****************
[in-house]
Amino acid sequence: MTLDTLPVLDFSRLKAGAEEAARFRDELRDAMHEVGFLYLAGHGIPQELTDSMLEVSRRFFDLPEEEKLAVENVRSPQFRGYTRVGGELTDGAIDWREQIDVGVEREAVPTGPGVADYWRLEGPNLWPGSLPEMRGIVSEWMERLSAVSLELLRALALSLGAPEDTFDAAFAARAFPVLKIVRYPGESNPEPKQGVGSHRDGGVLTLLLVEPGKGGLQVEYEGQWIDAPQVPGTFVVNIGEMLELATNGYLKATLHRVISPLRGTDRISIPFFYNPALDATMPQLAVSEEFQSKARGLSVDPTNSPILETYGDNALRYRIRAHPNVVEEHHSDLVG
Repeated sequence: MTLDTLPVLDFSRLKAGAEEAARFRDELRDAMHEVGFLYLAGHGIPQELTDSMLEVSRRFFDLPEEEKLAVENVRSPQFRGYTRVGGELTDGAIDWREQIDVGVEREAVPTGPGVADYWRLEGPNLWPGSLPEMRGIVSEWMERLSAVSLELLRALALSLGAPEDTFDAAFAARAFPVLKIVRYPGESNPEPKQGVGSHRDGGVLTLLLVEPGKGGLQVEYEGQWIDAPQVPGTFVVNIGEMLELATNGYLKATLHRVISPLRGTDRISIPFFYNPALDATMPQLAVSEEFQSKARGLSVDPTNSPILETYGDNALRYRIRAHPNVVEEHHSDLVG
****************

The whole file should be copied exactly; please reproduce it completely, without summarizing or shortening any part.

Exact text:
[in-house]
Amino acid sequence: MTLDTLPVLDFSRLKAGAEEAARFRDELRDAMHEVGFLYLAGHGIPQELTDSMLEVSRRFFDLPEEEKLAVENVRSPQFRGYTRVGGELTDGAIDWREQIDVGVEREAVPTGPGVADYWRLEGPNLWPGSLPEMRGIVSEWMERLSAVSLELLRALALSLGAPEDTFDAAFAARAFPVLKIVRYPGESNPEPKQGVGSHRDGGVLTLLLVEPGKGGLQVEYEGQWIDAPQVPGTFVVNIGEMLELATNGYLKATLHRVISPLRGTDRISIPFFYNPALDATMPQLAVSEEFQSKARGLSVDPTNSPILETYGDNALRYRIRAHPNVVEEHHSDLVG
Repeated sequence: MTLDTLPVLDFSRLKAGAEEAARFRDELRDAMHEVGFLYLAGHGIPQELTDSMLEVSRRFFDLPEEEKLAVENVRSPQFRGYTRVGGELTDGAIDWREQIDVGVEREAVPTGPGVADYWRLEGPNLWPGSLPEMRGIVSEWMERLSAVSLELLRALALSLGAPEDTFDAAFAARAFPVLKIVRYPGESNPEPKQGVGSHRDGGVLTLLLVEPGKGGLQVEYEGQWIDAPQVPGTFVVNIGEMLELATNGYLKATLHRVISPLRGTDRISIPFFYNPALDATMPQLAVSEEFQSKARGLSVDPTNSPILETYGDNALRYRIRAHPNVVEEHHSDLVG